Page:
Since the petition shows on its face that the negligence of the defendant, if any, was not the proximate cause of the plaintiff's injuries and since no circumstances are alleged which create a duty on the part of the defendant to interfere so as to prevent probable injury from the conduct of another customer, the court did not err in sustaining the general demurrer and dismissing the petition.
Mrs. Inez Covington filed her petition in Fulton Superior Court against S. H. Kress & Company seeking to recover damages for injuries sustained by her in a fall down a stairway adjacent to the exit of the defendant's dime store. The petition alleged in substance that the defendant company maintained in its dime store double doors used for both exit and entrance to the premises, each door being three feet wide and swinging both inwardly and outwardly; that four feet inside the store was a flight of five steps leading upward from a floor where merchandise was displayed and sold; that there was no handrail between the doorway and the stairtop; that the plaintiff, and invitee, ascended these steps on her way out of the store and was crossing the four-foot space between the stairtop and the right-hand door when said door was opened violently and with great force by another customer entering the store, hurling the plaintiff back down the steps and causing various described injuries; that it was dark outside and the electric lights inside the doorway were not burning at the time so that the plaintiff by the exercise of ordinary care could not have seen other incoming customers approaching. The petition alleges negligence on the part of the defendant company in failing to provide separate passages for incoming and outgoing customers; in failing to maintain a handrail at any point between the stairtop and the double doorway; in arranging the doors in such a manner as to swing three feet over and across the 4-foot space between the doorway and the stairtop; in failing to maintain the light fixtures inside the doorway in working order and in failing to maintain its premises in reasonably safe condition for use by petitioner as an invitee.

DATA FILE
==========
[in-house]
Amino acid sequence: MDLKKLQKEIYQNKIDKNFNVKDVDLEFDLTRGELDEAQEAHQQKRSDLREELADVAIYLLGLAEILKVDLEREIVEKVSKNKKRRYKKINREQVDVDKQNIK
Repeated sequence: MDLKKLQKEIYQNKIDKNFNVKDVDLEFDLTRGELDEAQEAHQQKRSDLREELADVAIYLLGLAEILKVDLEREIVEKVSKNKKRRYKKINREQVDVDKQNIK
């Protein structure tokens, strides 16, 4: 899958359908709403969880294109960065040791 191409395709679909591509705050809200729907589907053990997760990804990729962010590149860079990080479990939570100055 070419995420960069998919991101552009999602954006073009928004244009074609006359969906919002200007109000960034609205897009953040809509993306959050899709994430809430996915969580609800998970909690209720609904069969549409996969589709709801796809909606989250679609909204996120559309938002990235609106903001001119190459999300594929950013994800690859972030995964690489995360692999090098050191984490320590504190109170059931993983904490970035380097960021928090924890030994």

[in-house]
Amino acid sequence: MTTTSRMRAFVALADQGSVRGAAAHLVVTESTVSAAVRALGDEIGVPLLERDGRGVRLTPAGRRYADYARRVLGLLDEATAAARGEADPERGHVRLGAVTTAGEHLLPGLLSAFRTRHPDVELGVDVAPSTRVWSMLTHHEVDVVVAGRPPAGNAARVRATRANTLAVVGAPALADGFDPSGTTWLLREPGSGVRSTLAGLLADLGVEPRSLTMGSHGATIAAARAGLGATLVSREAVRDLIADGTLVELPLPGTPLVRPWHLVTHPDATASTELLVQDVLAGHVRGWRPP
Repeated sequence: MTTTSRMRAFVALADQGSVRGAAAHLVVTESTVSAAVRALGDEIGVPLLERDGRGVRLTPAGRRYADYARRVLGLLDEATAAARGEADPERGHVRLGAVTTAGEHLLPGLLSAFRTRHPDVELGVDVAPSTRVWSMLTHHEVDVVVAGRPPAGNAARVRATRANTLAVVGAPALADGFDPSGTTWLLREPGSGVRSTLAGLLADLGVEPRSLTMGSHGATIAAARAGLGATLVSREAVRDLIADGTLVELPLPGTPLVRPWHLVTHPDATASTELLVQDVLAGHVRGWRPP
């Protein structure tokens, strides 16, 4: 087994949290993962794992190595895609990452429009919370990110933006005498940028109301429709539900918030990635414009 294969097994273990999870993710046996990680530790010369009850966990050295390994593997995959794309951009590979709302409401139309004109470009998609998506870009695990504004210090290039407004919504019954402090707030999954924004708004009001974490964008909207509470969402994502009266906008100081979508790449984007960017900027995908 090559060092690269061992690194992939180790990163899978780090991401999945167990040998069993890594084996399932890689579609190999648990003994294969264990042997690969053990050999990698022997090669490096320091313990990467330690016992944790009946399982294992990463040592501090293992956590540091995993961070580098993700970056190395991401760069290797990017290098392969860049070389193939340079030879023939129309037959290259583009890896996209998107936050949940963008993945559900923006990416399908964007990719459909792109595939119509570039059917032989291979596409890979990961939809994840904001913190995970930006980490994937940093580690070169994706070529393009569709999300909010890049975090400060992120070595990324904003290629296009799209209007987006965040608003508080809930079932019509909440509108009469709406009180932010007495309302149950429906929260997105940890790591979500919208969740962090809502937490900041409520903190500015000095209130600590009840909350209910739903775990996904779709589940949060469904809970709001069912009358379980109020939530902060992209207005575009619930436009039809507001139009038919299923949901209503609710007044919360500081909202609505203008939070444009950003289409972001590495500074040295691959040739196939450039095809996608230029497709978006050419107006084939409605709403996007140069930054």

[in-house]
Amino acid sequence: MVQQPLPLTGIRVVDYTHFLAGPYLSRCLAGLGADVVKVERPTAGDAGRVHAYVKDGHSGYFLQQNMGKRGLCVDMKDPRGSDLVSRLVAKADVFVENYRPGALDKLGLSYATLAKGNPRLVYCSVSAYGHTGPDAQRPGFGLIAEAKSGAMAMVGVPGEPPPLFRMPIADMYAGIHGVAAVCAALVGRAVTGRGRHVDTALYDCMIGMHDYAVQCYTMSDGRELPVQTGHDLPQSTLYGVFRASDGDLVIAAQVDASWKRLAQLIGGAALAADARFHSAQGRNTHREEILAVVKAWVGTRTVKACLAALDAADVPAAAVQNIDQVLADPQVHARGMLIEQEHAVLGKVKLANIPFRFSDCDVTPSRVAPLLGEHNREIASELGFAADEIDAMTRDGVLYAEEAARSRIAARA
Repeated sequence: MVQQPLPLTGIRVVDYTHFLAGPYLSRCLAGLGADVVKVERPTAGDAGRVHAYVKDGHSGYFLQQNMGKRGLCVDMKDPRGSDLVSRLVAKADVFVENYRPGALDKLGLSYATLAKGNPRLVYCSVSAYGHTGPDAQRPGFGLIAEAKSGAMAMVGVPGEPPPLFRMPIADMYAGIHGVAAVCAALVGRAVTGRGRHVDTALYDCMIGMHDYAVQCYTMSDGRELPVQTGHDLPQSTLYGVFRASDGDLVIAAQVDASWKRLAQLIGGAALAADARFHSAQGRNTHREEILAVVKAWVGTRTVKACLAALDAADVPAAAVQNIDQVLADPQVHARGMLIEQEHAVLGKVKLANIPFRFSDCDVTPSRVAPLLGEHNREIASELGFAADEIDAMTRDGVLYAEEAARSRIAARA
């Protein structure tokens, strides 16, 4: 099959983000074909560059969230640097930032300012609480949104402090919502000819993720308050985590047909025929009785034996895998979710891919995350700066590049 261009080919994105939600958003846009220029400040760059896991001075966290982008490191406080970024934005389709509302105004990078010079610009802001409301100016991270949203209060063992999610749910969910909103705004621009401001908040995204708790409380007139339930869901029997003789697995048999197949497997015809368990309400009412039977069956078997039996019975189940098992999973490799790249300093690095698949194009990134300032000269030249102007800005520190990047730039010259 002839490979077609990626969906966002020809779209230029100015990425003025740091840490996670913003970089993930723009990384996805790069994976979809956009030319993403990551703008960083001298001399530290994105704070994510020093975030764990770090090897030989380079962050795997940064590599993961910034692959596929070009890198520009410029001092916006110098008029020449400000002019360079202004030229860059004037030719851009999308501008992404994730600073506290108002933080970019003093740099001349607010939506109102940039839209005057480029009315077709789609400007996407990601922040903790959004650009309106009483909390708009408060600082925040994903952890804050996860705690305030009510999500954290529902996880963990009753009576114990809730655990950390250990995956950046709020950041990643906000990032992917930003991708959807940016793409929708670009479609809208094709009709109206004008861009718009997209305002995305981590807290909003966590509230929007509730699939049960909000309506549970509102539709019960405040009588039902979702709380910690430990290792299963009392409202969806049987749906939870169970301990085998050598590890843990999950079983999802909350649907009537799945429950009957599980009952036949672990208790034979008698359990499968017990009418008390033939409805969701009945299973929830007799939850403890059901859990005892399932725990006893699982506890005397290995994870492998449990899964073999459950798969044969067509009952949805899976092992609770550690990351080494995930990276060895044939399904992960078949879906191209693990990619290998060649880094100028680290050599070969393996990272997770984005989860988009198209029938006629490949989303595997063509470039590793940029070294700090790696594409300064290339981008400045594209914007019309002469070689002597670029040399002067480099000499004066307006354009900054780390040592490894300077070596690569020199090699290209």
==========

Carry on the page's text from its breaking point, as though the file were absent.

Error is assigned on the order of the court sustaining the defendant's general demurrer to the petition.
"One is bound to anticipate and provide against what usually happens and what is likely to happen; but it would impose too heavy a responsibility to hold him bound in like manner to guard against what is unusual and unlikely to happen, or what, as it is sometimes said, is only remotely and slightly probable." Yarbrough v. Cantex Mfg. Co., 97 Ga. App. 438
, 440 (103 S. E. 2d 138) and cit. "The general test in such cases is not whether the injurious result or consequence was possible, but whether it was probable; that is, likely to occur according to the usual experience of persons." Whitaker v. Jones, McDougald, Smith, Pew Co., 69 Ga. App. 711
, 716 (26 S. E. 2d 545).
If the conduct of third persons or customers is such as to cause any reasonable apprehension of danger to other customers or invitees because of such conduct, it is the duty of the proprietor to interfere to prevent probable injury; and a failure so to interfere, and consequent damage, will subject such proprietor to an action for damages for such negligent failure to prevent the injury. This duty of interference on the proprietor's part does not begin until the danger is apparent, or the circumstances are such as would put an ordinarily prudent man on notice of the probability of danger. Great A. & P. Tea Co. v. Cox, 51 Ga. App. 880 (2, 3) (181 S. E. 788).
The petition showed that while the plaintiff was leaving the defendant's dime store the swinging door thereto "was violently and forcibly thrown open inwardly toward and against petitioner, violently and with great force, throwing and knocking and hurling petitioner" down a nearby stairway. Under the circumstances alleged in the petition, the violent and forcible opening of the door so as to hurl the plaintiff down the stairway was the sole proximate cause of her injuries. No facts are alleged which show that such danger was apparent or reasonably anticipatable. Since the petition shows on its face that the negligence of the defendant, if any, was not the proximate cause of the plaintiff's injuries, and since no circumstances are alleged which create a duty on the part of the defendant to interfere so as to prevent probable injury from the conduct of another customer, the court did not err in sustaining the general demurrer and dismissing the petition.
Judgment affirmed. Nichols and Bell, JJ., concur.